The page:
SPATIAL AND TEMPORAL DISTRIBUTION OF SALINITY IN DRIP IRRIGATED TOMATOES IN CENTRAL CALIFORNIA
In California processing tomato production systems, quality and quantity of irrigation water is highly variable, so irrigation management is a critical component of sustainable production. Influence of irrigation regimes on yield and soil salinity were assessed in California drip irrigated processing tomatoes from 2010 to 2012. The irrigation regimes compared in the study were the following: a) grower treatment at >100% ET, b) 80 and 60% ET at 65 and 95 days after transplant, respectively and c) 60 and 40% ET at 65 and 95 days after transplant, respectively. Water with low levels of salinity, and the same beds and tape were used for each treatment throughout the study. Yield was determined for each treatment based on 122 m-long beds harvested mechanically into a scale-equipped trailer and were unaffected by the irrigation treatments, with the exception of a 11.8 mt/ha reduction in yield in the plots with the most severe irrigation reduction in 2012. Substantial quantities of sub-surface moisture were mined during all seasons, which contributed to the overall good condition crop condition in the deficit treatments. No significant change electrical conductivity or chloride level was observed relative to irrigation treatments, but variability was very high. The position of increased salinity levels within the soil profile was often associated with the center of the bed at depths of 31-60 cm, which could present challenges for the crop since there is substantial rooting in that zone. Annual overhead water plotted against the change in soil EC levels revealed a significant negative correlation between water quantities and salinity accumulation. While a drip-applied leaching fraction with high quality water may aid in salinity management, under the conditions of this study, a better use of high quality water for leaching would be through sprinklers.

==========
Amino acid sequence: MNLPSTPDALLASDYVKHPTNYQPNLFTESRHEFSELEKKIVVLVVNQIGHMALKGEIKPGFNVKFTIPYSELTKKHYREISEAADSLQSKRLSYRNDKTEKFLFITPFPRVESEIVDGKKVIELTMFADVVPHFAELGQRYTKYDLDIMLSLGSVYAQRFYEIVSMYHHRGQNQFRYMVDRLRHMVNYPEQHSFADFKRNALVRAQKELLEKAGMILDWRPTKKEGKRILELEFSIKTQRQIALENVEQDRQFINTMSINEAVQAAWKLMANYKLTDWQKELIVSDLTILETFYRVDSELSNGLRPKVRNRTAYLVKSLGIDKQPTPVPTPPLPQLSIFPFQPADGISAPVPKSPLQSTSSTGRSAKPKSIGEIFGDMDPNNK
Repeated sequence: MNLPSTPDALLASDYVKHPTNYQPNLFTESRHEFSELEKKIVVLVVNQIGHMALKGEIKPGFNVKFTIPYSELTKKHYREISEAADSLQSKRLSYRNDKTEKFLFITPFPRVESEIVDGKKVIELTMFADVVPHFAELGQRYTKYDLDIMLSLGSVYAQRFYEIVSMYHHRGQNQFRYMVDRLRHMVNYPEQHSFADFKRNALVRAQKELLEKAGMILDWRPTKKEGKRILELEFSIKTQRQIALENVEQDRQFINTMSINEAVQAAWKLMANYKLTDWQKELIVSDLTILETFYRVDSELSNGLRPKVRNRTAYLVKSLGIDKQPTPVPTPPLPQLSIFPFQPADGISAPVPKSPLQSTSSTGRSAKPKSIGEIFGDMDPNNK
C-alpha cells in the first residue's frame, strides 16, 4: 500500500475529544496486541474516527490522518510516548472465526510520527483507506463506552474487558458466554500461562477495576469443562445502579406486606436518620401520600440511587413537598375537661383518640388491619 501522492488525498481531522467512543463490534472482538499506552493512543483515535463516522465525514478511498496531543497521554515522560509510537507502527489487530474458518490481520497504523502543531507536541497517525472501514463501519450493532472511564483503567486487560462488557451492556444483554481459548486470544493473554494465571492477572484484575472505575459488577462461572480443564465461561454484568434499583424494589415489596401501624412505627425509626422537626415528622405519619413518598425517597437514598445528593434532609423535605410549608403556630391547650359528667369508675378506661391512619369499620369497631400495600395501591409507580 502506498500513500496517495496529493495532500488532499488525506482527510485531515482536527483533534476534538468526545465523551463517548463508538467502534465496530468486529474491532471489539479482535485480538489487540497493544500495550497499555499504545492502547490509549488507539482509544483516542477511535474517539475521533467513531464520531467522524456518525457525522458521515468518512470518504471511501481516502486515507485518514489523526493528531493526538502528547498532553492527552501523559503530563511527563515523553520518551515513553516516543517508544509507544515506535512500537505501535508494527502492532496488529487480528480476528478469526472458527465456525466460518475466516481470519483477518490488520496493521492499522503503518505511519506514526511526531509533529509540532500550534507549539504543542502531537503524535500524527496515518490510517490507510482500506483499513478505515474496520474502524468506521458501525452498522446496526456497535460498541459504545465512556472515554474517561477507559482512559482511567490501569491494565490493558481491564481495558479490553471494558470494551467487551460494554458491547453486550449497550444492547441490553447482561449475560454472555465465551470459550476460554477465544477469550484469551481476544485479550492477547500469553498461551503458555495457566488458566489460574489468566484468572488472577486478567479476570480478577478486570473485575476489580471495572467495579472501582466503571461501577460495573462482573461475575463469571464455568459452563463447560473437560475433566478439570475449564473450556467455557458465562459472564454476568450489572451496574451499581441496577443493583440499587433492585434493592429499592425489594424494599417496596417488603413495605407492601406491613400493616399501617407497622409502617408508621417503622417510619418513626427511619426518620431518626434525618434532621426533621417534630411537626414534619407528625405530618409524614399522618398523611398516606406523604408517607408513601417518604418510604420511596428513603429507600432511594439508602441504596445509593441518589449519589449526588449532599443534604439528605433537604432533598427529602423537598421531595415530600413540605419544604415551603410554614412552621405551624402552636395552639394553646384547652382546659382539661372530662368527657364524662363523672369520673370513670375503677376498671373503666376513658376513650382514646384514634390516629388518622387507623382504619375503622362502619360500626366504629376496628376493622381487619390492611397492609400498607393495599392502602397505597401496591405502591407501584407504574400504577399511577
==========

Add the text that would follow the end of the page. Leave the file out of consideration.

Turini, T.A., Munk, D.S. and Wroble, J.F. (2015). SPATIAL AND TEMPORAL DISTRIBUTION OF SALINITY IN DRIP IRRIGATED TOMATOES IN CENTRAL CALIFORNIA. Acta Hortic. 1081, 147-152
Solanum lycopersicum, subsurface irrigation, chloride, total dissolved salts, electrical conductivity, deficit irrigation, leaching